In September 2019, the NMAI held a groundbreaking ceremony and announced their plans for the dedication ceremony, which was slated for this Veterans Day. The museum planned a Veterans procession, which due to the pandemic, will happen when it is safe to do so.

“We don't see this memorial as being completed, being a project that we’re done with and we're moving on,” shared Trautmann. “It's going to be, as Kevin Gover has talked about, a forever project for the museum. We will continue to publish articles, to hold programs and exhibitions, to program in different ways around this memorial so that we can keep telling this story because it’s a story that is still happening and there are still so many different stories to be told. This is really just beginning, in a lot of ways, rather than kind of the conclusion of a project. It's something that we will continue to work with and tell the story for decades and decades to come.”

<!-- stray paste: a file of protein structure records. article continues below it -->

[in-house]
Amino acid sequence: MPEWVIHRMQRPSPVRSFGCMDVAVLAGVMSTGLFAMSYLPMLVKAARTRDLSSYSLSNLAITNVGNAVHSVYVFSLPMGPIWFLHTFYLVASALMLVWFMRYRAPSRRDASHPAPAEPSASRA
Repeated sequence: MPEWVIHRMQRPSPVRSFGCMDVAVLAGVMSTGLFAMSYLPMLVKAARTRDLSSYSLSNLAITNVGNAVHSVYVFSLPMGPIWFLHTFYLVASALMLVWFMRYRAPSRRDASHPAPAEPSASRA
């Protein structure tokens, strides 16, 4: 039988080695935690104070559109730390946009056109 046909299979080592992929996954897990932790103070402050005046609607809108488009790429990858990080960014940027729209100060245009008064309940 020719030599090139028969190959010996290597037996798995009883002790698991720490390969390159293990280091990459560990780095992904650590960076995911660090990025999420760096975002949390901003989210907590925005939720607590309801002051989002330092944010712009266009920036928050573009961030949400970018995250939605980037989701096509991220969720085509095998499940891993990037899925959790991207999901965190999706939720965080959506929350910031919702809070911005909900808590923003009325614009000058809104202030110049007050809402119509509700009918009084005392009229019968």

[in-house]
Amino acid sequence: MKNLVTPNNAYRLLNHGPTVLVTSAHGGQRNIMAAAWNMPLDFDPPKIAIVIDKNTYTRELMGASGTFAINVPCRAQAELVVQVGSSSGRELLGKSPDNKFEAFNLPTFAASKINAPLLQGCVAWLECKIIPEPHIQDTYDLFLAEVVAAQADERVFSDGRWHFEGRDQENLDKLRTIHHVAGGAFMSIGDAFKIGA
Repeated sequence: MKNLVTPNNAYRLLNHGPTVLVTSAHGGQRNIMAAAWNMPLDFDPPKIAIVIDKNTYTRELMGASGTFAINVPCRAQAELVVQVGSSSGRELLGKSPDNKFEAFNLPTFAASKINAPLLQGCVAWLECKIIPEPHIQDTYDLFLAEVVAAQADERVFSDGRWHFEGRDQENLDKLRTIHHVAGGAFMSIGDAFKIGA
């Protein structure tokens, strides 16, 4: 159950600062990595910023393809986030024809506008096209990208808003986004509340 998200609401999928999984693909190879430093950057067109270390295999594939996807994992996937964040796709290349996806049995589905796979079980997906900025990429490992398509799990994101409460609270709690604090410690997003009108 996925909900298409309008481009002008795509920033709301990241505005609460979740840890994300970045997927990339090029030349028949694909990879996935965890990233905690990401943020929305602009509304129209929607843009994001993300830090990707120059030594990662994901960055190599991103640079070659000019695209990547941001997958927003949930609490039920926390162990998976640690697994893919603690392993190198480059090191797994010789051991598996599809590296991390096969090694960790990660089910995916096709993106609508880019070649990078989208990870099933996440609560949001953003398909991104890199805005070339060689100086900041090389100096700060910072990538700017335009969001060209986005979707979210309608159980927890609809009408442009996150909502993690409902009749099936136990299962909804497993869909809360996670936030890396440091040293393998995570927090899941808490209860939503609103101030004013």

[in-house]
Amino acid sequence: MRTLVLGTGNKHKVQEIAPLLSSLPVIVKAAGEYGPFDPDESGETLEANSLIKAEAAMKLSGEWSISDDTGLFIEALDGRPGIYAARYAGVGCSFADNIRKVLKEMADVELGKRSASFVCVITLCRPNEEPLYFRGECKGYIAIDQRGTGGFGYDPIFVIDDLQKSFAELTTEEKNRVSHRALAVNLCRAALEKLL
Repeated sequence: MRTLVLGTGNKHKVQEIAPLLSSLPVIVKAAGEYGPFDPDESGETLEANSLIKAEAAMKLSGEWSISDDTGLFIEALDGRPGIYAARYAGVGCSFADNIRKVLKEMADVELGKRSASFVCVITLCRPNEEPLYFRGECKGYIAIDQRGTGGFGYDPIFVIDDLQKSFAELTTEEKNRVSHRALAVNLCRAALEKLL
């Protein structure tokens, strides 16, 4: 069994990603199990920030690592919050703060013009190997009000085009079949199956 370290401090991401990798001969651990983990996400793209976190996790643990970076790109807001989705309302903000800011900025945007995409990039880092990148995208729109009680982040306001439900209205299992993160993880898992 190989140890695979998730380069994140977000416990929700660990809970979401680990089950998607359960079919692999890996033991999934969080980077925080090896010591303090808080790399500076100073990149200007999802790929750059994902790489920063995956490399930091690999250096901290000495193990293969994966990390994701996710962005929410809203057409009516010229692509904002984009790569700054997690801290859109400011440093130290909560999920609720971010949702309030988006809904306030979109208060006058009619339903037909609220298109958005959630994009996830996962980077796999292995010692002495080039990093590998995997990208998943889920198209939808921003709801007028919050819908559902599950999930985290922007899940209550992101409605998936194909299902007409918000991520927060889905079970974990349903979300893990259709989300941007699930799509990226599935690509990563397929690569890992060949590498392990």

The memorial is now among the many Veterans memorials located right on the National Mall, nestled on the northeast corner of 3rd street and Jefferson in Washington D.C.

“You know, when I returned home from Vietnam, my family had a ceremony for me and had a blessing for me,” said Pratt in the memorial’s opening video on the NMAI website. “And when I think of this memorial, that’s the way I feel—that people that come here, that they’re going to be blessed and healed. And they will think about their family, and the family will think about the Veterans, and this will become a place of power. And that’s what I hope this place does for our Veterans.”

For more information on the National Museum of the American Indian or the National Native American Veterans Memorial,